There are several limitations to this study. The trial was stopped early due to lack of funding, and so we may be overestimating the benefit or underestimating the risk. The authors estimated that they needed approximately 800 patients to have sufficient power, yet enrolled only 503. Bleeding complications and death at 90 days were numerically higher in the alteplase group, though this was not statistically significant. Trials such as ATLANTIS A and B, and ASK, were all stopped early due to harm because of increased bleeding in the alteplase groups. [6-8] It is unknown whether the addition of 297 patients to meet the pre-specified enrollment target of 800 in the WAKE-UP trial would have resulted in statistical significance. 

The population of this study had a median NIHSS of 6 out of 42, a relatively low stroke severity. The DAWN, DEFUSE, NINDS, and SITS-MOST trials, all significant studies in the progression of stroke research, had NIHSS medians of 17, 16, 14, and 12, respectively. [9-12] It is unclear if MRI-guided alteplase therapy would benefit patients with more severe strokes. Additionally, this paper excluded patients who were selected for thrombectomy. Patients selected for thrombectomy have large clot burdens in the internal carotid artery or middle cerebral artery that often have a modified Rankin score greater than 6. [13] By not including these patients, the WAKE-UP trial does not show the benefit of medical treatment in these sicker patients with a larger clot burden.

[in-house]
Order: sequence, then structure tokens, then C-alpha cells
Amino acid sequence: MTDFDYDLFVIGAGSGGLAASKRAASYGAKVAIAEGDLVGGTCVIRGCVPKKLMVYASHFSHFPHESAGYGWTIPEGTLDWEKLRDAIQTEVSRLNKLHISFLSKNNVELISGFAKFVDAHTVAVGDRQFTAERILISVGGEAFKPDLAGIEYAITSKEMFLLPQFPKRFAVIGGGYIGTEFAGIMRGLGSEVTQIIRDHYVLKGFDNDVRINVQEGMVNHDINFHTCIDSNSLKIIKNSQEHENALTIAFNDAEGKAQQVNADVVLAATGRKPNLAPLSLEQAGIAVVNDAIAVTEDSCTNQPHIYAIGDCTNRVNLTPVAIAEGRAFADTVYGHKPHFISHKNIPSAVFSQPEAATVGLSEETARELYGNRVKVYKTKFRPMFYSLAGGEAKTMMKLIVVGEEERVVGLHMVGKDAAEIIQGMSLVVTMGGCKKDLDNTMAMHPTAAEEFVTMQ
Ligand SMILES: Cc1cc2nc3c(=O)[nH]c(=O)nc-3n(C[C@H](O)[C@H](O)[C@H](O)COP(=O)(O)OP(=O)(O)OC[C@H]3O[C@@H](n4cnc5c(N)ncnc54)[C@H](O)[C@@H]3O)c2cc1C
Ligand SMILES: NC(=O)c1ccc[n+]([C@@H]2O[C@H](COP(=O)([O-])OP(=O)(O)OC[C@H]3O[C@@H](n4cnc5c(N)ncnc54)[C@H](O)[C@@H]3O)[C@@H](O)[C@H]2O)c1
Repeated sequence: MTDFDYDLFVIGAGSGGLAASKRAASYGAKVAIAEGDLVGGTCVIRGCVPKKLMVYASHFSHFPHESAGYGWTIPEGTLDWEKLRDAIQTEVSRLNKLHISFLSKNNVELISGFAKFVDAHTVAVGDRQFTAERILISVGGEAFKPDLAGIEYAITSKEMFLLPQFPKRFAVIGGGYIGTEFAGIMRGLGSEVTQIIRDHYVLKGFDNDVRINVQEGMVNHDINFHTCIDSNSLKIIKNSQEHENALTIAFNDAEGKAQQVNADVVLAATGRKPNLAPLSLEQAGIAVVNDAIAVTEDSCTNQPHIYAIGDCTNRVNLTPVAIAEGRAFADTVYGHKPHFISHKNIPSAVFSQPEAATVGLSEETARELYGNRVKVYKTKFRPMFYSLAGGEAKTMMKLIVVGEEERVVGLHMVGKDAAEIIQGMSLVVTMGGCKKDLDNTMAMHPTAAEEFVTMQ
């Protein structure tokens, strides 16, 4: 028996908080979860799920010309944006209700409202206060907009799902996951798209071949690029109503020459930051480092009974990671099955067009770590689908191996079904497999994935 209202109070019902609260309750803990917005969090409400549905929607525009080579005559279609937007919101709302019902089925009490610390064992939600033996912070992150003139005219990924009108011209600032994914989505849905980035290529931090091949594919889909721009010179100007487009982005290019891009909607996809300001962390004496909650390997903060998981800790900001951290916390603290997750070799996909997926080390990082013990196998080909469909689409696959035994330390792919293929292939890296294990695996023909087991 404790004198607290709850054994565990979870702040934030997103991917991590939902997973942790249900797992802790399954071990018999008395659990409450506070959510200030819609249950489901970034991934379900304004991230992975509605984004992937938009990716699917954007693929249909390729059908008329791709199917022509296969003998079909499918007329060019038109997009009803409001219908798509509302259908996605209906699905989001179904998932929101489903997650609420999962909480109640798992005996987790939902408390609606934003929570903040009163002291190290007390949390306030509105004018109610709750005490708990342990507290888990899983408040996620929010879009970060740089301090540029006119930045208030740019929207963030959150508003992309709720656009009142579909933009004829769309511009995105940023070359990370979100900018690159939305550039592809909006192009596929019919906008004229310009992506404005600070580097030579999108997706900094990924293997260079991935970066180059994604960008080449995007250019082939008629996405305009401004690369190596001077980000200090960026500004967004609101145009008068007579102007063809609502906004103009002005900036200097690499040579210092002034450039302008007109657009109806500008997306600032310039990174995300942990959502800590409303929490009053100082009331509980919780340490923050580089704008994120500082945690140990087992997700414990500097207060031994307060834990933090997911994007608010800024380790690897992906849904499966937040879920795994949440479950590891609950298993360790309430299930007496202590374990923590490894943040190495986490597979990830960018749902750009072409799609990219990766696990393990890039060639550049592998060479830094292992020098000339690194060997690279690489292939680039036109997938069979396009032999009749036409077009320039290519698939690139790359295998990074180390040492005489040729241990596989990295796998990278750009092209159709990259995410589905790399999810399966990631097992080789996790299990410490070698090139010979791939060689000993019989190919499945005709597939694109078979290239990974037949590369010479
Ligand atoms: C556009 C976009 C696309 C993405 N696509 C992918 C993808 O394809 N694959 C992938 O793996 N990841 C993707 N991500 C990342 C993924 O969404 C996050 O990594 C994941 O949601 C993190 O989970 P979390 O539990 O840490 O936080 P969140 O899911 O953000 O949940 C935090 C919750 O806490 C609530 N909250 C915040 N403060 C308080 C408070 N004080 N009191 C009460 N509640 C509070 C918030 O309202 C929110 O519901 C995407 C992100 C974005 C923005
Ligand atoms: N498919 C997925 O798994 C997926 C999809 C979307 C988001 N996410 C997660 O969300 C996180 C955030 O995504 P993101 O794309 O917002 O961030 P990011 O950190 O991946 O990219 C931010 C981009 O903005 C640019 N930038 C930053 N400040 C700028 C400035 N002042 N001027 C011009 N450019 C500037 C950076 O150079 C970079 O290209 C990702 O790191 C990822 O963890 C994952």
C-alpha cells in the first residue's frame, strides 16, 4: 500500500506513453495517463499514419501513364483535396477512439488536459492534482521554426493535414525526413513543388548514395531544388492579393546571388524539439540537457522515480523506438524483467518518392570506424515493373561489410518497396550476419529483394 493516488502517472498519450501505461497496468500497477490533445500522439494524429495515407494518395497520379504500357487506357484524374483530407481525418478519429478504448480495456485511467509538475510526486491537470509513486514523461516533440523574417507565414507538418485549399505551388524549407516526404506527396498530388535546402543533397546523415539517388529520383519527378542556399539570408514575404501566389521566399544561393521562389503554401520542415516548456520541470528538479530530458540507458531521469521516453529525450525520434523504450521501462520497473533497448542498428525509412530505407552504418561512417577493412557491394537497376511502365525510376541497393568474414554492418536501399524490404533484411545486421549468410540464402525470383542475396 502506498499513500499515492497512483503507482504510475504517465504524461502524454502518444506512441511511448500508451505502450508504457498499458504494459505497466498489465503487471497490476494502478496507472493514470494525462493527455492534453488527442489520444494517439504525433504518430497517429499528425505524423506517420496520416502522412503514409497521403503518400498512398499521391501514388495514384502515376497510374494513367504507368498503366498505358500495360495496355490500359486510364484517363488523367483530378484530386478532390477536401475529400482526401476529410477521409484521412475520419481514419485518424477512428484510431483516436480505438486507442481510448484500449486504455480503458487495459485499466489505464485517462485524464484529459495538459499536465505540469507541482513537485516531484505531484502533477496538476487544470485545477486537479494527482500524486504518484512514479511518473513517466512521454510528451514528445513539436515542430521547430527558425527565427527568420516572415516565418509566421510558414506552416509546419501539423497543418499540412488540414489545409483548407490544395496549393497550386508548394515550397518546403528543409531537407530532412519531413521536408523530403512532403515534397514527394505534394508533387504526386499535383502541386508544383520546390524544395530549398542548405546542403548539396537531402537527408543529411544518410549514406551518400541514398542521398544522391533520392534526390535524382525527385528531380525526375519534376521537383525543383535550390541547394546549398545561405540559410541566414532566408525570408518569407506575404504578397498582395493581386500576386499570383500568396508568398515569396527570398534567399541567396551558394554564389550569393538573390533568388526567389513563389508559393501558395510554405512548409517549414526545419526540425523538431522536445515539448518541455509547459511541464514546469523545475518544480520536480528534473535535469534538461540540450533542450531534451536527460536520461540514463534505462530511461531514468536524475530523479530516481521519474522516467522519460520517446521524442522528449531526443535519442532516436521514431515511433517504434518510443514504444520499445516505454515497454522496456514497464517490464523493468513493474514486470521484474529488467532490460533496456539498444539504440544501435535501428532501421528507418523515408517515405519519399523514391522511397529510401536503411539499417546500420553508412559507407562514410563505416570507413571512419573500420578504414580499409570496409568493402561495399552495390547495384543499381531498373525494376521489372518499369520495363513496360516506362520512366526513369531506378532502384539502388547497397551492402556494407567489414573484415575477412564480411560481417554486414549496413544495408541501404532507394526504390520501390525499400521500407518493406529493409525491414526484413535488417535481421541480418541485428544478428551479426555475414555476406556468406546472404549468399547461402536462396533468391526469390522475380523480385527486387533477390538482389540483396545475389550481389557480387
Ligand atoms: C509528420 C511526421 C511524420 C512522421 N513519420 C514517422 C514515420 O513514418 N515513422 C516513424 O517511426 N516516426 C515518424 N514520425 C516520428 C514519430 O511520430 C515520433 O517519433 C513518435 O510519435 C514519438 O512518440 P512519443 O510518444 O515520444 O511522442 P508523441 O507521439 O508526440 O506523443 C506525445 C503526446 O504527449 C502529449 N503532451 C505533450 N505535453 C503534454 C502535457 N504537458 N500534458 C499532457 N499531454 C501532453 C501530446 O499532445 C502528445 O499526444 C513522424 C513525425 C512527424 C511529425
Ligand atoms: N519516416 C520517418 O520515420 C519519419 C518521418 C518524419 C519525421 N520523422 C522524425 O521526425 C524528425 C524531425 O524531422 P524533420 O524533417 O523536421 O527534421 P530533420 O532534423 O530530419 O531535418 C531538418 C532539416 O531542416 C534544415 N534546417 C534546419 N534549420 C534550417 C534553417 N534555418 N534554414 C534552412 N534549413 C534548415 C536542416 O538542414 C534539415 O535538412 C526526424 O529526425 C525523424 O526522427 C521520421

Lastly, the study was only performed in experienced research stroke centers with readily available diagnostic pathways and MRI. Of the 1,362 patients imaged and screened, only 37% met intervention criteria. Many did not have DWI-FLAIR mismatch, and some did not have any DWI lesion, suggesting a transient ischemic attack or a stroke mimic. A smaller hospital is unlikely to have the experience or equipment to be able to screen these more difficult patients for the few that can actually proceed to intervention. 

Future Areas of Research